Still Confusion regarding Shankara’s

egodust egodust at DIGITAL.NET
Tue Jan 28 16:08:16 CST 1997

Cameron Reilly wrote:
> At 17:12 27/01/97 -0800, Vidyasankar wrote:
> >On Sun, 26 Jan 1997, Cameron Reilly wrote:
> >
> >>
> >> I disagree. In advaita, the pot neither IS devoid of objective reality, nor
> >> is it NOT devoid of objective reality. Both are merely matters of
> >> perspective. Seen from the perspective of the Absolute, the pot does not
> >> exist as an object. It is one with Brahman. Seen from the perspective of
> >> the subjective split-mind, the pot certainly does exist, as does the head
> >> which you hit it against. Both perspectives are absolutely correct, if
> >                            ^^^^^^^^^^^^^^^^^^^^^^^^^^^^^^^^^^^^^^^^^^^^
> >> understood as flip sides to the coin of the Infinite.
> >  ^^^^^^^^^^^^^^^^^^^^^^^^^^^^^^^^^^^^^^^^^^^^^^^^^^^^
> >
> >Absolutely correct? And as flip sides to the Infinite? That is more like
> >bheda-abheda or dvaita-advaita than like advaita. There have been
> >philosophers who take such a position, namely Bhaskara and Nimbarka. What
> >differentiates advaita from this position is that the second view is held
> >to be inferior to the first, and not as equivalently valid.
> Inferior? Are you saying that advaita recognises one 'mental concept' to be
> of a higher order than another 'mental concept'?
> Certainly the word 'advaita' itself means 'non-duality', does it not? Not
> two.
> This inability to see beyond the pairs of opposites is due to a fixation
> with dualism. The 'one-ness' of things must first be apperceived before the
> words of the Masters will become clear.

Although I tend to side with Vidyasankar's classical advaitic stance,
I can also understand Cameron's novel attempt to absorb within it the
differential view of dvaita.  However, the problem is that such debate
has the tendency to be self-perpetuating, resolving in a stalemate.

More than this, the real stigma is how philosophical paradigms manage
to get center stage, causing us to lose sight of the crux of our whole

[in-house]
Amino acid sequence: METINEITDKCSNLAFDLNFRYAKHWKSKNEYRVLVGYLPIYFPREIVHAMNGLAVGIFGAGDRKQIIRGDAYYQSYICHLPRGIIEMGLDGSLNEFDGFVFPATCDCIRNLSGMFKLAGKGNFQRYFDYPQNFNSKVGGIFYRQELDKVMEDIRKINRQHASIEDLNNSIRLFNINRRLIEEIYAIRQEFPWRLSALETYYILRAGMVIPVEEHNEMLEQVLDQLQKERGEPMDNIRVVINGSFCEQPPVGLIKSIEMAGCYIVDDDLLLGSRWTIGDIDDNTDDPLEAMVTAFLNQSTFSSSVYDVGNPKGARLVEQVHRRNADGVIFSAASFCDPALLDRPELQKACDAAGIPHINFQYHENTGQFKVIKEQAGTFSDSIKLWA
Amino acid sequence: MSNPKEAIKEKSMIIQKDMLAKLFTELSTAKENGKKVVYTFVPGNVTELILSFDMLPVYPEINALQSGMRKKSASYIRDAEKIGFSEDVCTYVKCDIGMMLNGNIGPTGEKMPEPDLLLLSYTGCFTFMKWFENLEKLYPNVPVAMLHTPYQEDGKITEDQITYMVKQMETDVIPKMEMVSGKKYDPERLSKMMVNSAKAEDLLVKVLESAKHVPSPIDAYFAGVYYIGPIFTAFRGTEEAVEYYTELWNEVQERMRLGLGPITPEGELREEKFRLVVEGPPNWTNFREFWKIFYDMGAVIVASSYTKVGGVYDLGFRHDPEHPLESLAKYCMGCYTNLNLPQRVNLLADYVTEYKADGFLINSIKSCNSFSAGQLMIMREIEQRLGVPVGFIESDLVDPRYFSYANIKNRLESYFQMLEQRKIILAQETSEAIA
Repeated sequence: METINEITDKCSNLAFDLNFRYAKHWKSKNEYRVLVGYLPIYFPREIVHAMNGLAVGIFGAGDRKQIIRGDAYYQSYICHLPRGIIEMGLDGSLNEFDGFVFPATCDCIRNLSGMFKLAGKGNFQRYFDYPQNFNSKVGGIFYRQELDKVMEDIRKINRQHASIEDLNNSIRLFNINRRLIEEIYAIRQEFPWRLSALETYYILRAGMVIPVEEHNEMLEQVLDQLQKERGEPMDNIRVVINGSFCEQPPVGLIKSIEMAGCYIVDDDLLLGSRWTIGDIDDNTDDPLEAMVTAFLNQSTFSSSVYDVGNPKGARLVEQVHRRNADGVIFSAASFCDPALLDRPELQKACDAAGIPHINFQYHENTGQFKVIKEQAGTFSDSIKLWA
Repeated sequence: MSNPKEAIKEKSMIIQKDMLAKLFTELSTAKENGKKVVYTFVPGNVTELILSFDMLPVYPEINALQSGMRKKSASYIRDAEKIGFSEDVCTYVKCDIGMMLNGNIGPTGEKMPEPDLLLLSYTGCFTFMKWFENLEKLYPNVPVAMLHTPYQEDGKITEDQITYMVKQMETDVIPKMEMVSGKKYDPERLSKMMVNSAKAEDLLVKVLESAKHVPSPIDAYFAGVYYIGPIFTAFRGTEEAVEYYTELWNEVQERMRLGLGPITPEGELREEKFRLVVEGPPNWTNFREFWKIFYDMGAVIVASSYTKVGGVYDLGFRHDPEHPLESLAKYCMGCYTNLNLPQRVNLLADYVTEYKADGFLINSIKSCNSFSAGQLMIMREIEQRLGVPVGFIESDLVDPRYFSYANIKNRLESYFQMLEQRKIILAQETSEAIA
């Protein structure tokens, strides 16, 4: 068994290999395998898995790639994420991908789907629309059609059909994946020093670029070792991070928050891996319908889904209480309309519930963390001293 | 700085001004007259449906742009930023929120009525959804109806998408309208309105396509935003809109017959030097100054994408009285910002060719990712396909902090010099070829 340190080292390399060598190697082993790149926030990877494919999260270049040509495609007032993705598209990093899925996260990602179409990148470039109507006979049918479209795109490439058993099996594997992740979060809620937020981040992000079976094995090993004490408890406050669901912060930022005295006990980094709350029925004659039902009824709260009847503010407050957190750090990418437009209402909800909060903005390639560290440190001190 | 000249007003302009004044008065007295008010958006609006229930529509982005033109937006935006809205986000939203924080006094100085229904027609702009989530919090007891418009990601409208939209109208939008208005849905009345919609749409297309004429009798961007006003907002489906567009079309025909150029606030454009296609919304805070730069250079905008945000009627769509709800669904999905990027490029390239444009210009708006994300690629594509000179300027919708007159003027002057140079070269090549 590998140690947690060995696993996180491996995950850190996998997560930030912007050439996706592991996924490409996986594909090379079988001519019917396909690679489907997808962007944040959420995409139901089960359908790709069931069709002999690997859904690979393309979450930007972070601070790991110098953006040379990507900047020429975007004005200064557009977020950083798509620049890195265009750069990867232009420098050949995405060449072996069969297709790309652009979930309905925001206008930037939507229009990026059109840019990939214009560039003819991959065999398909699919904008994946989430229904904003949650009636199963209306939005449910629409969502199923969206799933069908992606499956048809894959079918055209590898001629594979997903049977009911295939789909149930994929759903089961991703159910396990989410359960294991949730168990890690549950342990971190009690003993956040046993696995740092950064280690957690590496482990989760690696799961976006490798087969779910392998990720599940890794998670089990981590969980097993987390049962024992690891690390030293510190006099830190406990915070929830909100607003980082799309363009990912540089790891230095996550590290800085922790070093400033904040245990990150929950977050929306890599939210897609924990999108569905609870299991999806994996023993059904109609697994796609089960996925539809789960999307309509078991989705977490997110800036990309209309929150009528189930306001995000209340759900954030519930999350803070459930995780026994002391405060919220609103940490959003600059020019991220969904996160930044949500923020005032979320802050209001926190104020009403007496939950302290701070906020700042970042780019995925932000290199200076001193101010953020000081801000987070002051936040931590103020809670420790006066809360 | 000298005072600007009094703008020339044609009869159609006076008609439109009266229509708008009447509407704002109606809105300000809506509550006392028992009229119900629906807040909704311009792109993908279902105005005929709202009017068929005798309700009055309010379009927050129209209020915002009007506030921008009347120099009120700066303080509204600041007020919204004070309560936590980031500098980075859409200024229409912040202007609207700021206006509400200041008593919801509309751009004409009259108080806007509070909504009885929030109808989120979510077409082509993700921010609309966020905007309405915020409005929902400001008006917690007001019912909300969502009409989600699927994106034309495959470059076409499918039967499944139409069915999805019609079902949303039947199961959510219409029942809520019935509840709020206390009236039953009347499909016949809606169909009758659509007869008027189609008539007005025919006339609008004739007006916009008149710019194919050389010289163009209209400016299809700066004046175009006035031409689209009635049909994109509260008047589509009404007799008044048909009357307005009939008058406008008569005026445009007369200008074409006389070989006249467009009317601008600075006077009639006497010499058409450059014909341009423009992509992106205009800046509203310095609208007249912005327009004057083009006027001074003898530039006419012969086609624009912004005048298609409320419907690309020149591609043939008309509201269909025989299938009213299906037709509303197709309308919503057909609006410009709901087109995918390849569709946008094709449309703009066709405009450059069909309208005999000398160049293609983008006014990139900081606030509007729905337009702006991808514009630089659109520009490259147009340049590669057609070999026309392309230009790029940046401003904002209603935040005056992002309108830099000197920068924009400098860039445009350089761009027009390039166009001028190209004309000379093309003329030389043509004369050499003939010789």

metaphysical purpose.  Being what?  Allow me to digress for a minute:

The mechanism for apprehending Existence (viz. the nirguna and saguna
aspects of brahman) by nature involves an unavoidably dualistic
activity.  The fundamental setup inherent in the act of perception
*necessitates* a subject and object.  And the outcome is an inevitable
peering into the infinity of two mirrors reflecting eachother.  This
is why ultimately the concept of a witness is itself delusionary.  The
seer, the seen and the act of seeing are eventually recognized to be a
contrivance.  (And no amount of logic can deliver such realization.)

The only way to surmount this is to surrender the desire itself to
behold as well as the compulsion to resolve the ever-receding mystery
(lila) created by the instantaneously endless Mind-modifications of
saguna brahman.  Otherwise we're chasing after our own shadow.

Advaita is a means of releasing our consciousness from the traps of
the mind.  When the mission is accomplished it's discarded--no less
than the stick that's used to stir the pyre gets finally tossed in.

(Which brings us to our 'metaphysical purpose'): Such release is
tantamount to realizing the noumenal essence of pure Consciousness.
That substratum Self is beyond all systems of logic and philosophy,
which are seen as only strategies for neutralizing the splintered,
chaotic contractions of Mind [manifesting as world awareness].

Still, all of this is Brahman.  The relative contractions as well as
their source.  The field-strategy of advaita is to relax the habitual
conceptual/perceptual focus on the world of Particulars...eventually
allowing the core of the Self (satchidananda) to effortlessly,
automatically shine in its effulgence.  This is the Natural State.

The trick is not getting lured into the glamour of relativity.  We're
told the vasanas are neutralized in two ways: 1) via the practice of
self-enquiry or 2) by releasing the jiva-idea.  And, depending on the
unique developmental dynamic of the wayward personality (jiva), the
method required can range from simple to complex.  It's destination,
however, is utterly beyond simple/complex, as it is beyond *all*
polarities, including good/evil, love/hate, and even dvaita/advaita.
(This is why Buddha employed the subterfuge of remaining non-committal
in the face of any ideas or descriptions of the nature of Reality,
including the concept of Reality itself {which is equally qualitatively
expressed in the radical advaitic doctrine of ajaata}.  If this is
misconstrued by some jnanis (e.g. Gaudapada evidently not privy to
the salient points of Buddha's teaching apparently due to prevailing
sectarian/demographic misconceptions.)

In the last analysis--as was earlier pointed out in the List--the most
accurate transmission of the turiya sthiti can only come through Silence.

Hari OM.


Frank Maiello
"Who am I apart from Thee?"



Frank Maiello
"Who am I apart from Thee?"

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